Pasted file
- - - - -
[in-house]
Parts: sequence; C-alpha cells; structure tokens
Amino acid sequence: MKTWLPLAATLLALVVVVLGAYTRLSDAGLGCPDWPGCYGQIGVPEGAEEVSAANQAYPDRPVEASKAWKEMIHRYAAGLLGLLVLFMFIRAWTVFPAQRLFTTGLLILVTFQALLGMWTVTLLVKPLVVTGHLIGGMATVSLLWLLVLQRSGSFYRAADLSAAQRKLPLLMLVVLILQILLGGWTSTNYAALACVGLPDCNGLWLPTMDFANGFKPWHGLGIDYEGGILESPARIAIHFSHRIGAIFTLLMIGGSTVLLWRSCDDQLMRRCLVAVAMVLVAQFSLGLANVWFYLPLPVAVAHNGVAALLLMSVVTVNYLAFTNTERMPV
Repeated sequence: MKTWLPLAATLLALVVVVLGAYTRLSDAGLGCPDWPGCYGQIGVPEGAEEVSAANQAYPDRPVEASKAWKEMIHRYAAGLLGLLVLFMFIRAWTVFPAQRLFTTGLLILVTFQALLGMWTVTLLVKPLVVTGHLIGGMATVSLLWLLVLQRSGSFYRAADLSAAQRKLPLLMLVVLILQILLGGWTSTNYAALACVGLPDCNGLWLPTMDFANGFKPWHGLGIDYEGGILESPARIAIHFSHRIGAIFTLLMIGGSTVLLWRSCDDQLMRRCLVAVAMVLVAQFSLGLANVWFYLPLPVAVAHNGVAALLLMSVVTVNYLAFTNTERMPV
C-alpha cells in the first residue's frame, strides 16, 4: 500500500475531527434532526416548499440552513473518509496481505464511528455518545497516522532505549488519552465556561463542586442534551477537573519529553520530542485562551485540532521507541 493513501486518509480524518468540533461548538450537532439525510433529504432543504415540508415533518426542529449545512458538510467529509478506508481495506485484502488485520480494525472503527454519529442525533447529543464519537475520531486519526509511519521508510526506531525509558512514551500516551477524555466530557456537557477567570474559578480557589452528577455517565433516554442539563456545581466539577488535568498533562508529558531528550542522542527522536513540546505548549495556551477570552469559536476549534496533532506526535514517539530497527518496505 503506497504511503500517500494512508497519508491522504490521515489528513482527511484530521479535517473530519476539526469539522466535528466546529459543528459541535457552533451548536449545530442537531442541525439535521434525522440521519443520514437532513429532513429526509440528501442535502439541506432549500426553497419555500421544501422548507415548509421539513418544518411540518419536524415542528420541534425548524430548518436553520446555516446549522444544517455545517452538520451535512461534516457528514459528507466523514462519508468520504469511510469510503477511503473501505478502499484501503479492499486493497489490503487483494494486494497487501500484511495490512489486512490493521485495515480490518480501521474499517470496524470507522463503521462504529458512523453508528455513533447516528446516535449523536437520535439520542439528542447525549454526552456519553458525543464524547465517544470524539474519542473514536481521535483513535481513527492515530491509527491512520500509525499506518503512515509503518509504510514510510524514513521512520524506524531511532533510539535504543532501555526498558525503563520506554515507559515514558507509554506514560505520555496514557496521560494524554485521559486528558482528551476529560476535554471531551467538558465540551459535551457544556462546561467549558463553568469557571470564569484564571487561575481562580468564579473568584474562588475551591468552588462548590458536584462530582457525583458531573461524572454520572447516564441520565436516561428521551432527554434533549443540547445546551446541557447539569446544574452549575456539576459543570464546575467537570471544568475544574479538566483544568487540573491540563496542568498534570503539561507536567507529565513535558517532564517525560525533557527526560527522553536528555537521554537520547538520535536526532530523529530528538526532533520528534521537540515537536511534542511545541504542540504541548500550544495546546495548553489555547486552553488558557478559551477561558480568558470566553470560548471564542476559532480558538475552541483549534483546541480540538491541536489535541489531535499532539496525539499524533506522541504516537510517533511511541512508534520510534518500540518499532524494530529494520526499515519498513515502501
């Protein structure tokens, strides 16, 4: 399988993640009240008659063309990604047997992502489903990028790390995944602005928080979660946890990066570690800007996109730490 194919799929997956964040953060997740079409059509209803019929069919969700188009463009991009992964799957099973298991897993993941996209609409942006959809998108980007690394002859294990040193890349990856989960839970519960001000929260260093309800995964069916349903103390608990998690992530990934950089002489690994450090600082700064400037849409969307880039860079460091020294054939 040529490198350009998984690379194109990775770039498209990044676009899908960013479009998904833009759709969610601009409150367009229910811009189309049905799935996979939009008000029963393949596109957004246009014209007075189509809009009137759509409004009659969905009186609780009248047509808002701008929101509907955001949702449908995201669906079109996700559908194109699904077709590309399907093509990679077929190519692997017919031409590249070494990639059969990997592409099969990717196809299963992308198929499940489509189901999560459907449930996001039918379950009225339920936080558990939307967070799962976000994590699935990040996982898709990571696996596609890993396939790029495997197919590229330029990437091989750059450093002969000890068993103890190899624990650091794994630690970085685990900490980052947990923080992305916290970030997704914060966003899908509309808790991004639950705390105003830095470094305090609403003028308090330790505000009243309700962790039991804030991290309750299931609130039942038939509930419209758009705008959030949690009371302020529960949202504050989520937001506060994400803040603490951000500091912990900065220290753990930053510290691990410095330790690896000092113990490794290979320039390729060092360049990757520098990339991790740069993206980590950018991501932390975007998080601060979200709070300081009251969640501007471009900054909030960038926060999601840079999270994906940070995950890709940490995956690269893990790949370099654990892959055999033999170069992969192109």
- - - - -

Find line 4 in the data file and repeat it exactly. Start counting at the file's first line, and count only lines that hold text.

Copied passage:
Repeated sequence: MKTWLPLAATLLALVVVVLGAYTRLSDAGLGCPDWPGCYGQIGVPEGAEEVSAANQAYPDRPVEASKAWKEMIHRYAAGLLGLLVLFMFIRAWTVFPAQRLFTTGLLILVTFQALLGMWTVTLLVKPLVVTGHLIGGMATVSLLWLLVLQRSGSFYRAADLSAAQRKLPLLMLVVLILQILLGGWTSTNYAALACVGLPDCNGLWLPTMDFANGFKPWHGLGIDYEGGILESPARIAIHFSHRIGAIFTLLMIGGSTVLLWRSCDDQLMRRCLVAVAMVLVAQFSLGLANVWFYLPLPVAVAHNGVAALLLMSVVTVNYLAFTNTERMPV